Off-Season Lawn Care Tips
November 14, 2017
One of the joys of gardening is the ability to produce your own vegetables and, in the right climate, fruit. Here in Florida, with our warm climate and humid summers, there are many types of fruit trees that are suited to the conditions. Fruit trees can be an interesting aspect of your landscaping and will also produce delicious fruit for you and your family to enjoy!
Although the weather isn't quite warm enough all year round for us to grow some of the tropical fruits that are suited to southern Florida, there are still plenty of options to consider here in North Central Florida. Whether you want citrus or something more exotic, check out our list to find your new favorite fruit tree!
If you want to grow citrus trees in North Central Florida, satsumas are a great option. These small, sweet fruits in the orange family are more cold-hardy than any other citrus. They are a great source of Vitamin C and their thin skin also makes them easy to peel!
It's easiest to begin with a grafted tree, as it takes up to eight years for satsuma trees to mature when grown from seed. Place your tree in a location that will get a lot of sun - preferably ten hours a day, especially in spring. Satsumas can cope with a light frost but need protection if temperatures drop below 25 degrees.
Satsuma trees grow well in sandy soil that is slightly acidic. They need a lot of water, especially during dry spells, and benefit from fertilization in late winter. Although satsumas require some maintenance they are well worth the effort! The tasty fruits should be harvested as soon as they reach maturity, usually from October to December.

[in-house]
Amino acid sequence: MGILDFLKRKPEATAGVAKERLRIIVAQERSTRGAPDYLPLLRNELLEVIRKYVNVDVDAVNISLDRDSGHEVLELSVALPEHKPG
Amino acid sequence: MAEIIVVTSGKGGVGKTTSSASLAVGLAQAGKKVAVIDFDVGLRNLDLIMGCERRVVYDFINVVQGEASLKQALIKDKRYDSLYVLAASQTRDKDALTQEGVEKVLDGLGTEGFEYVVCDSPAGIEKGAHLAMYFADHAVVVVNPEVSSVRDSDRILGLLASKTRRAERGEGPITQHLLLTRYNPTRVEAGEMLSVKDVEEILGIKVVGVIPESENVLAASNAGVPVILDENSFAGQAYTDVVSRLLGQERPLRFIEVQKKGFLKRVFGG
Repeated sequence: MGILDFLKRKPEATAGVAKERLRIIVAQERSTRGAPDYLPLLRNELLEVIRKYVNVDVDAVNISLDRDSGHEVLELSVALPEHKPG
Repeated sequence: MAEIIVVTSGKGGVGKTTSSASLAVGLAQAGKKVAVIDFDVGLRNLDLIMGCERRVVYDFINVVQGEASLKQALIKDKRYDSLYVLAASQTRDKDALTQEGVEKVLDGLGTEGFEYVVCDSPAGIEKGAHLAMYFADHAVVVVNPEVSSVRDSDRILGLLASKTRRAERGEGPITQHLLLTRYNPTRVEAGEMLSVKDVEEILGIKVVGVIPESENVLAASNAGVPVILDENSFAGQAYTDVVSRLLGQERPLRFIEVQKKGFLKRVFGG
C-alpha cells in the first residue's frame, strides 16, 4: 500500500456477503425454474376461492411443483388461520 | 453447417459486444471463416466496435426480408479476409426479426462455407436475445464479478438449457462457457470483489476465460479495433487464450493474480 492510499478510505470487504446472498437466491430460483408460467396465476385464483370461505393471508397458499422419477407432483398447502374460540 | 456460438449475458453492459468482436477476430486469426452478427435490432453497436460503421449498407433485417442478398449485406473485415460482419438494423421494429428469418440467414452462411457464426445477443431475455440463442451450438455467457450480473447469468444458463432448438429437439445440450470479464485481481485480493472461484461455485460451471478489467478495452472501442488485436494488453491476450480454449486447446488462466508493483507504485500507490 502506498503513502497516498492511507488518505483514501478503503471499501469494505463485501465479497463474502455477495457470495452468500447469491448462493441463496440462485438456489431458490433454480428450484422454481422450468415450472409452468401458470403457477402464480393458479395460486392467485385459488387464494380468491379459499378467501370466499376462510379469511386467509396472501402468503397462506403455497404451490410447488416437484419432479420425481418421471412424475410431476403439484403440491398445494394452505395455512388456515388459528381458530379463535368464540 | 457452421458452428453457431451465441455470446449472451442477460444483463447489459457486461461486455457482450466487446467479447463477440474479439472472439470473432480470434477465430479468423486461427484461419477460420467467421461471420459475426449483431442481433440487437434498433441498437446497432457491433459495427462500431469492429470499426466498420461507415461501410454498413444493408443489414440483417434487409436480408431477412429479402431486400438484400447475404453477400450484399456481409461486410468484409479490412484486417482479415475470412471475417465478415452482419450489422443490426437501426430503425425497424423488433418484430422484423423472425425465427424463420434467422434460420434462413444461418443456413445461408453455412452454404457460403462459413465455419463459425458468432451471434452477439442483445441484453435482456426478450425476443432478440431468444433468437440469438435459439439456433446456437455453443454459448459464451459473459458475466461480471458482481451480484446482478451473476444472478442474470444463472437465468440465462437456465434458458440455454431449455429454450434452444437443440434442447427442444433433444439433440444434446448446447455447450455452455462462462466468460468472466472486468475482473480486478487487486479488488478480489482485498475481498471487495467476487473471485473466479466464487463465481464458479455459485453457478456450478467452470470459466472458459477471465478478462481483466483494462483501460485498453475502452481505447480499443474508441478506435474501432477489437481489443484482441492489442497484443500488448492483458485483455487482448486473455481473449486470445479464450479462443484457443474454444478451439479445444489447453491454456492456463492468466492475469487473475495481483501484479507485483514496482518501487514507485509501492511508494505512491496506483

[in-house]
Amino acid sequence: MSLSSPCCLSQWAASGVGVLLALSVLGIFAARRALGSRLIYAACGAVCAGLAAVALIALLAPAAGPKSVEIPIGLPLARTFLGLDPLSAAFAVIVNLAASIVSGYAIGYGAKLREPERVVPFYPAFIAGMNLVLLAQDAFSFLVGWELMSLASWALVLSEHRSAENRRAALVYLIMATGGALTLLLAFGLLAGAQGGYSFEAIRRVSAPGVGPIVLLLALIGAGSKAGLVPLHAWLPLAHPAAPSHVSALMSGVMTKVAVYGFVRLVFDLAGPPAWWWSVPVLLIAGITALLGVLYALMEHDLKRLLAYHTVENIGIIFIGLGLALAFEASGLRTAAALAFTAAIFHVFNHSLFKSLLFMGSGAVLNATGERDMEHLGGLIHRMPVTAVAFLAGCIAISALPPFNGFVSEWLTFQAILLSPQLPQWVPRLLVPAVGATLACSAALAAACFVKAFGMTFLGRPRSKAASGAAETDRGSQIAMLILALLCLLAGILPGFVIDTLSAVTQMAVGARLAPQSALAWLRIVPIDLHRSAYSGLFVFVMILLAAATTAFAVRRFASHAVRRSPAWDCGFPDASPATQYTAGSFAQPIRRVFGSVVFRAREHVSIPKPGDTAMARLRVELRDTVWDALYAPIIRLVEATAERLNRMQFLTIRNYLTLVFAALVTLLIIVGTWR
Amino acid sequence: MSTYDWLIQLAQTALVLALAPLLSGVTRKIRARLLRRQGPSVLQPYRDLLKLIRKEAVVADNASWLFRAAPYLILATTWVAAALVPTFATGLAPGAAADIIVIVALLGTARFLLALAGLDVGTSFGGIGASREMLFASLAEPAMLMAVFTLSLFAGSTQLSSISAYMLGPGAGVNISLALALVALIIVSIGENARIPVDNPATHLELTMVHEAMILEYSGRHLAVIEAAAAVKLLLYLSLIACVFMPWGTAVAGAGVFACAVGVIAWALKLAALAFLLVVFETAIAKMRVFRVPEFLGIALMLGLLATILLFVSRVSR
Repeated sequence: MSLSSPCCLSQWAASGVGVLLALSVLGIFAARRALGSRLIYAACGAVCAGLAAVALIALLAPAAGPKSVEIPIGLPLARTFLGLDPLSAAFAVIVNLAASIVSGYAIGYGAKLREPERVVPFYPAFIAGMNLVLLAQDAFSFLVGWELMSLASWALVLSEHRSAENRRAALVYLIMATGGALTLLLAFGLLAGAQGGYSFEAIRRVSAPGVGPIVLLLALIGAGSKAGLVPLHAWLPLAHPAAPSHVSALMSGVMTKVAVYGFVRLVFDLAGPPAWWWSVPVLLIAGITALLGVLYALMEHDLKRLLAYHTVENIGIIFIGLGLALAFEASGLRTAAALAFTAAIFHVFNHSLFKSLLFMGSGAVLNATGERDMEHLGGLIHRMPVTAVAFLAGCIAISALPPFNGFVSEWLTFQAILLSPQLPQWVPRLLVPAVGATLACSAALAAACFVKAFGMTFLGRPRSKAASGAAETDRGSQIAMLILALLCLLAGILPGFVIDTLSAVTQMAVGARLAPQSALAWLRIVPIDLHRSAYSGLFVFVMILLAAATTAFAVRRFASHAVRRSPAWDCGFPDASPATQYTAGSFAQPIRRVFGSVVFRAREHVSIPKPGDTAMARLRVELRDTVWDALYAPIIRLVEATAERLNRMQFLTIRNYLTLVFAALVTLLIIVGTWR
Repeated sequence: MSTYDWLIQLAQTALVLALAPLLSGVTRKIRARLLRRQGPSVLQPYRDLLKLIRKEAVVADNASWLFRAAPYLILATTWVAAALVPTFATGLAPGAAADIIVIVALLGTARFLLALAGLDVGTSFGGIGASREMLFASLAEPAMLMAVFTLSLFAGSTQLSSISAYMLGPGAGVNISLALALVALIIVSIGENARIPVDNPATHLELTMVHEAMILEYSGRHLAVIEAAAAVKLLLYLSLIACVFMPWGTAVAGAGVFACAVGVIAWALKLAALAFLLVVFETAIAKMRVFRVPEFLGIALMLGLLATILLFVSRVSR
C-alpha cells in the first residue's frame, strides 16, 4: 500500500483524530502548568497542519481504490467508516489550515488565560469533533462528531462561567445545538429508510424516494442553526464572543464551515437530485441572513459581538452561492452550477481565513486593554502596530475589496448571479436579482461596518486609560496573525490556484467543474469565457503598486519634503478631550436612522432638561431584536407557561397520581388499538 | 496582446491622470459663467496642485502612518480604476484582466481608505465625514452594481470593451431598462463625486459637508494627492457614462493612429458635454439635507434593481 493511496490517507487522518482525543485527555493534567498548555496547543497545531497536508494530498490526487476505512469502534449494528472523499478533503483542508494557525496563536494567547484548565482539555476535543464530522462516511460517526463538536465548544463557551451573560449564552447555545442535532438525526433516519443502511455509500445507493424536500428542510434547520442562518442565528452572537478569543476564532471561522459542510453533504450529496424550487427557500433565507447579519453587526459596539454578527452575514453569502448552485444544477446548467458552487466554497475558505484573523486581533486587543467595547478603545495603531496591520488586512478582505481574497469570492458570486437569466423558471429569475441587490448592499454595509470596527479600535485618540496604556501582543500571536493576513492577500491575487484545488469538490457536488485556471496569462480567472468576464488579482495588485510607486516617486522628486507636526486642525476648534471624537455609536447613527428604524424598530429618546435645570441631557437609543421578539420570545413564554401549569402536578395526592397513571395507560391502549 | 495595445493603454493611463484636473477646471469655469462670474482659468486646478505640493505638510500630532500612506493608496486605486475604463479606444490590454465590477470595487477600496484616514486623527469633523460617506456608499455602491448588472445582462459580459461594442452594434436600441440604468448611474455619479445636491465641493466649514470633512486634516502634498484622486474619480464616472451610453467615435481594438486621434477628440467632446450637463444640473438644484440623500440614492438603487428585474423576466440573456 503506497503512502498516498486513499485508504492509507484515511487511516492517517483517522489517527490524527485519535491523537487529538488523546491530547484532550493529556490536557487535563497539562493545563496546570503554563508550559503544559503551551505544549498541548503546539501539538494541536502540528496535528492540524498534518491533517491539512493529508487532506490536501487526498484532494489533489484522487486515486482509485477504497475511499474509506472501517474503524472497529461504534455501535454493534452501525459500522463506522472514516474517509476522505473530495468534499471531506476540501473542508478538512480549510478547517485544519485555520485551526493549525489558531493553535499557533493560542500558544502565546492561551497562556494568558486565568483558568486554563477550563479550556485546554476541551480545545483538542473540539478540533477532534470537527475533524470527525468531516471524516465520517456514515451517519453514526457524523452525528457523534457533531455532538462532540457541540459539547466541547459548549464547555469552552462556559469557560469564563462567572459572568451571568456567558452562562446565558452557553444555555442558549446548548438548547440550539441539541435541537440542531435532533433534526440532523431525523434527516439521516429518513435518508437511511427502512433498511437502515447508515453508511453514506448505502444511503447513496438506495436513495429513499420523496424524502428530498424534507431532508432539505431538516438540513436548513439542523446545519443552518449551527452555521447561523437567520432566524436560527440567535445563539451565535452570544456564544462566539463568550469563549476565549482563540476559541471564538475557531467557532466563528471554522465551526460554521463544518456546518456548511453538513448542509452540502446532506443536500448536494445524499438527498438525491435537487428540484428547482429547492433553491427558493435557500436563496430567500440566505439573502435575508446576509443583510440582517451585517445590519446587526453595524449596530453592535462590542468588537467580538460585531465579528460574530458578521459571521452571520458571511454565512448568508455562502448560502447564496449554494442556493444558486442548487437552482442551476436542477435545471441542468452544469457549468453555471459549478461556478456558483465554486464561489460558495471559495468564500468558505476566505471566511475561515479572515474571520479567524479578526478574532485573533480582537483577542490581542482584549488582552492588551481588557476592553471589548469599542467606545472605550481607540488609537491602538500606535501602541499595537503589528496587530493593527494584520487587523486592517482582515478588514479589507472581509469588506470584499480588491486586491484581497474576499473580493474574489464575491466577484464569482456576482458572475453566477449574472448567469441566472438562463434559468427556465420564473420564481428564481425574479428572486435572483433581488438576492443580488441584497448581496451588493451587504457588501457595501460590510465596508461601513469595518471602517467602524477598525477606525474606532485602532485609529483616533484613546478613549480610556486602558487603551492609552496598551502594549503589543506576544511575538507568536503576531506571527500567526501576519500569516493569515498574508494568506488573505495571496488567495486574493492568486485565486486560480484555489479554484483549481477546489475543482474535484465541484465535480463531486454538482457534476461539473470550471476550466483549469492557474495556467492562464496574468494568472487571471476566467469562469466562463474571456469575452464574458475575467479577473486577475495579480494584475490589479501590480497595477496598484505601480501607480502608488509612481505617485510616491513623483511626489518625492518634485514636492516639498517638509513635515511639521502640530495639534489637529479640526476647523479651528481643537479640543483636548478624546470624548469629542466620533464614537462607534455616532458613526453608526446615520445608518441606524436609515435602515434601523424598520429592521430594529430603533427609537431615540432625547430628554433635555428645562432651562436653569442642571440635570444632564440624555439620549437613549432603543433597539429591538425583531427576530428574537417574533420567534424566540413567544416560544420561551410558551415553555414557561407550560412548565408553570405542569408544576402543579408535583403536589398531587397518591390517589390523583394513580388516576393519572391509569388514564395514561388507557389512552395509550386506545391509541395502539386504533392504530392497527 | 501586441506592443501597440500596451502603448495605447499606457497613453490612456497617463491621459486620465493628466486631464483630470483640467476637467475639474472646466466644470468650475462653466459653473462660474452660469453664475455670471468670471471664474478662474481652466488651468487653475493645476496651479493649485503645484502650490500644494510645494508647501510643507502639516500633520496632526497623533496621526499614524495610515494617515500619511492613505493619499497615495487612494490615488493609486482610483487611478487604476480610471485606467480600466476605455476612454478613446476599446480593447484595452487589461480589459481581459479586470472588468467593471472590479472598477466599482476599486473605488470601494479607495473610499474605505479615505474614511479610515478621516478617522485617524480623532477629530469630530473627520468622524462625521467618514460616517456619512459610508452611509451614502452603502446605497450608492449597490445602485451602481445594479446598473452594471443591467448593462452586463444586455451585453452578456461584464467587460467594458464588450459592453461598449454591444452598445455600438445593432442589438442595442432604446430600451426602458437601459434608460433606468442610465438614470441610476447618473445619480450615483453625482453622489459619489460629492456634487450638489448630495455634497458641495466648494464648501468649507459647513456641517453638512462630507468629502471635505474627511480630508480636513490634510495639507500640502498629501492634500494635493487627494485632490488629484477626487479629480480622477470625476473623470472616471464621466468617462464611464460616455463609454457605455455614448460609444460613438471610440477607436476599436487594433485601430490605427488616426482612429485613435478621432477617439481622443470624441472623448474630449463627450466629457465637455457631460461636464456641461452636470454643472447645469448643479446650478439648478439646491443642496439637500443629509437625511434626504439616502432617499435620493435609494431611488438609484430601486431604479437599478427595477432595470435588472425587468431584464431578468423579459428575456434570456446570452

Did you know that the Meyer lemon is actually a hybrid fruit? It is thought to be a cross between a lemon and an orange. Its fruit is rounder and sweeter than other lemons, and is often used in cooking. Because it self-pollinates, you only need one Meyer lemon tree to enable the fruit to grow.
The Meyer lemon is hardy in zones 9-11, which means it will do well in Central and South Florida; in the very north of the state the weather may be too cold. This citrus plant needs full sun in a sheltered position and requires well-drained soil. Once situated, it needs regular watering. The soil should be moist but not too wet.
This easy-care lemon tree is an excellent choice for Florida yards, and can even be grown in a container, allowing you to bring it inside if cold weather sets in.
A kumquat tree, with its dark green foliage and small, bright orange fruits, is an unusual citrus tree that will look appealing in your yard. The small fruits, which have sour juice and sweet peels, tend to be eaten whole.
Kumquat is relatively easy to care for. Like other citrus trees, it requires full sun, warm weather, and well-draining soil that needs to be kept moist. It's hardy in zones 9-10, so is suited to the climate in all but the most northern regions of Florida.
Harvest season for most popular varieties of kumquat is in the fall. The small fruits should be cut with scissors, as pulling on them can damage the tree. Although the first year's harvest may be modest, future years should see an increase in fruit production.